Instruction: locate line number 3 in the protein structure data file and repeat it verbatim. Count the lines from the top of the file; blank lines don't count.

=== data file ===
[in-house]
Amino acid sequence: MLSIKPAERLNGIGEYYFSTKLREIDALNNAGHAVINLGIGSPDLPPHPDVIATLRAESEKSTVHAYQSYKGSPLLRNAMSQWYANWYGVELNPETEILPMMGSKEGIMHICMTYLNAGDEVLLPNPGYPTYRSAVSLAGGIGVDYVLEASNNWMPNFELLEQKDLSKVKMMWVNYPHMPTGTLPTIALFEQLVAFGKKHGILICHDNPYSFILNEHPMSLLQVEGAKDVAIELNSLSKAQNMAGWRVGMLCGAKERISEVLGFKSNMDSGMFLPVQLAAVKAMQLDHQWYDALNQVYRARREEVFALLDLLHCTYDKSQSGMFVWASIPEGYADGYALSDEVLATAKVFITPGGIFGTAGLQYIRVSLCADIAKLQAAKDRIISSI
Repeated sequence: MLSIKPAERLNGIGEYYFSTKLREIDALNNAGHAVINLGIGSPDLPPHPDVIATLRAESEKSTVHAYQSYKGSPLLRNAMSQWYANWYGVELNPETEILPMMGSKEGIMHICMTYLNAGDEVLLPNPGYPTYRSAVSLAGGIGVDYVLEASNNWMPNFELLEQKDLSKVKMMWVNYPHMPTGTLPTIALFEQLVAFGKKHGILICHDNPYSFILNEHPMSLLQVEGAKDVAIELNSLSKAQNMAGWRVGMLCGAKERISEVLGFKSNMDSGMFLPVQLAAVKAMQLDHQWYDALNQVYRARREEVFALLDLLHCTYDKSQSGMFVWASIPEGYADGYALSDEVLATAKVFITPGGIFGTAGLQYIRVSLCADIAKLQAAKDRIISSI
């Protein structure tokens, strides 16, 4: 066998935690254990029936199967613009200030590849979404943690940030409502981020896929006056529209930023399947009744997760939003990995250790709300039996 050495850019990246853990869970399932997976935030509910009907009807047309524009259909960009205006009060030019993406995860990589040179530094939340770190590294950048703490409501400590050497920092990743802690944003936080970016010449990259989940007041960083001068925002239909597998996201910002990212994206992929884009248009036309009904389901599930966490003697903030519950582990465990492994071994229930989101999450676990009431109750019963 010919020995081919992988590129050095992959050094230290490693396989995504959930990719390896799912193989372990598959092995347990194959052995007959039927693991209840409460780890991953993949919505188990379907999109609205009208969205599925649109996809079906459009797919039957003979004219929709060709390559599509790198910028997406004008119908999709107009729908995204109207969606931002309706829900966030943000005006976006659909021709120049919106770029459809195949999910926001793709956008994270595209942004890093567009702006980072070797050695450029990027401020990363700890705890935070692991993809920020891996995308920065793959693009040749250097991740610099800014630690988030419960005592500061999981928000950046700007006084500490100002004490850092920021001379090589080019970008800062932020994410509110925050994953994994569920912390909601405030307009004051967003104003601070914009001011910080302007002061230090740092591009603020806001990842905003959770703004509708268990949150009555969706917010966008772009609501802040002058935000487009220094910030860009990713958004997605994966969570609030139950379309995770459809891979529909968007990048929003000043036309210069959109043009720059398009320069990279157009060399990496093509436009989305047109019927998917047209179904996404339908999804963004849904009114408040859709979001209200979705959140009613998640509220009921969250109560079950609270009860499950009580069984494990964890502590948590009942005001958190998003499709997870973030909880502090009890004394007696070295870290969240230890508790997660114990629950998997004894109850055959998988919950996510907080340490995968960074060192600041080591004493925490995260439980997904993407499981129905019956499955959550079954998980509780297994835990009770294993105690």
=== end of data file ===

Repeated sequence: MLSIKPAERLNGIGEYYFSTKLREIDALNNAGHAVINLGIGSPDLPPHPDVIATLRAESEKSTVHAYQSYKGSPLLRNAMSQWYANWYGVELNPETEILPMMGSKEGIMHICMTYLNAGDEVLLPNPGYPTYRSAVSLAGGIGVDYVLEASNNWMPNFELLEQKDLSKVKMMWVNYPHMPTGTLPTIALFEQLVAFGKKHGILICHDNPYSFILNEHPMSLLQVEGAKDVAIELNSLSKAQNMAGWRVGMLCGAKERISEVLGFKSNMDSGMFLPVQLAAVKAMQLDHQWYDALNQVYRARREEVFALLDLLHCTYDKSQSGMFVWASIPEGYADGYALSDEVLATAKVFITPGGIFGTAGLQYIRVSLCADIAKLQAAKDRIISSI